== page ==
• Suspicious areas can be enhanced, magnified and analyzed immediately.
  • In conjunction with the digital mammography unit, Computer-Aided Detection has also been installed. CAD provides a “second read” of the mammogram by a computer. This helps the radiologist in making an accurate diagnosis, like spell check in word processing.

“The digital images are extremely clear and there’s no waiting. The newly designed room is completely private and comfortable. We’re in the room at all times to answer questions,” said Brenda Jensen, Radiology Technologist.

Digital mammography definitely has advantages for the radiologist:

  • Digital mammography is “filmless”, nothing has to be developed.
  • Images are analyzed on a monitor and stored electronically. Of course, hard copies can always be produced if needed.

“American Cancer Society guidelines tell women to have a baseline mammogram at age 40 and annually after that. Over the last few years the ACS has documented a decrease in women having mammograms. Early detection is the key in the fight against breast cancer. I hope this new equipment and more private room will help encourage women to have this important test,” Heinzig added.

To schedule your mammogram, contact Swift County Benson Hospital at 320-843-4232.

Immunizations Are Important

One of the most important things you can do to protect your health is to receive recommended immunizations and flu shots-on time. Vaccines have been proven as one of the most effective tools to help people live longer and have healthier lives. They work by preventing infectious diseases, some of which have the potential to cause long-lasting or permanent health problems, or even death.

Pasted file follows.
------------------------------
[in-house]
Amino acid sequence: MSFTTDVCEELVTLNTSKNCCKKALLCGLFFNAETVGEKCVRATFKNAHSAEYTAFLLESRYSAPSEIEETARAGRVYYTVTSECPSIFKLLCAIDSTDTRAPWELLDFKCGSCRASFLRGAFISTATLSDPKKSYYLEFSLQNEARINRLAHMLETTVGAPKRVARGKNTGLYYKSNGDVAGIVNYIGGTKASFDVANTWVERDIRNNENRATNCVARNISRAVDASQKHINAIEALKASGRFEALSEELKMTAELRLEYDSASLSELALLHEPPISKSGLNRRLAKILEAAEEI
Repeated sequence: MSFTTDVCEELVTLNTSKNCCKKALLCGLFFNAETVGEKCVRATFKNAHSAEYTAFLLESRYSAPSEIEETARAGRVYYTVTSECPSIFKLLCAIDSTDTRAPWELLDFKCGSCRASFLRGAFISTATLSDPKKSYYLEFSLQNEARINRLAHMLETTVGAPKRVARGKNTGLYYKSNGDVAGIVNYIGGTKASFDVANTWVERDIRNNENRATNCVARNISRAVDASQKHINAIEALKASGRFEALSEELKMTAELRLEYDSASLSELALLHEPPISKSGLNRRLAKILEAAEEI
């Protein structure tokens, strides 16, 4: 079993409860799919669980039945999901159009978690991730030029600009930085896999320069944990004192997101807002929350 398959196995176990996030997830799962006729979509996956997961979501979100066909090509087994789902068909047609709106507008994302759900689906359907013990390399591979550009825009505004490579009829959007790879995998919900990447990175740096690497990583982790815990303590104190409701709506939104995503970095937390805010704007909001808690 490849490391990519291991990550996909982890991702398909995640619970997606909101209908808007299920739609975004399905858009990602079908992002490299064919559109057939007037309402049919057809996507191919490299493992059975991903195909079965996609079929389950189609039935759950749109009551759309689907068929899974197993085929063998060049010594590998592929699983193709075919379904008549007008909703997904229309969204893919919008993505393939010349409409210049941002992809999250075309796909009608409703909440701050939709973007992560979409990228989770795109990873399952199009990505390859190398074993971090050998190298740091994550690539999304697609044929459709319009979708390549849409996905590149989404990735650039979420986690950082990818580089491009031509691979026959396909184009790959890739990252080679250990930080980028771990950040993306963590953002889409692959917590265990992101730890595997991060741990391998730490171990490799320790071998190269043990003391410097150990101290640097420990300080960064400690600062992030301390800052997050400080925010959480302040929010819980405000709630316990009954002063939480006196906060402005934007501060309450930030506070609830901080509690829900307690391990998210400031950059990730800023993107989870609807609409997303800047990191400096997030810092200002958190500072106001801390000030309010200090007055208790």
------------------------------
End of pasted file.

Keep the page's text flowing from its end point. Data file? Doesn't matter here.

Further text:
Diseases become rare due to vaccinations

At Swift County Benson Hospital, the staff is regularly vaccinated with the appropriate medicine, but there have been cases where patients were admitted and their disease could have been prevented (or the severity decreased) with a single shot.  Some diseases (like polio and diphtheria) are rare because we have been vaccinating against them.

Immunize until the disease is eliminated

What if we stopped vaccinating? Diseases that are almost unknown would come back. Unless we can “stop the leak” (eliminate the disease), it is important to keep immunizing. Even if there are only a few cases of disease, if we take away the protection given by vaccination, more people will be infected and spread disease to others. Soon we will undo the progress we have made.  The extensive use of vaccines has proven a major public health success against infectious diseases. By the end of the 20th century, benefits were so dramatic in reducing the suffering, the Centers for Disease Control and Prevention (CDC) cited vaccination as the number one public health achievement of the century.

U.S. Flu Facts

*An estimated 10-20% of the population contracts the flu each year.
*Approximately 114,000 excess hospitalizations per year are for flu-related complications.
*Up to 40 million patients require outpatient medical visits for influenza-like illness.
*Approximately 36,000 annual deaths in the U.S. are attributed to influenza complications.
*The highest rates of complications, hospitalizations and deaths occur primarily in patients older than 65.
*Increased rates of complications, hospitalizations and deaths also are observed in young children.
*More than 90% of influenza-related deaths occur in persons 65 or older.

Sources of immunization information:

The National Immunization Program (NIP)
The National Network for Immunization Information (NNii)
The Immunization Action Coalition (IAC)

The CDC Contact Center at 1-800-CDC-INFO (1-800-232-4636) English and Español
Questions about vaccines and vaccine-preventable diseases frequently asked by people calling the TTY Service Hotline at 1-888-232-6348.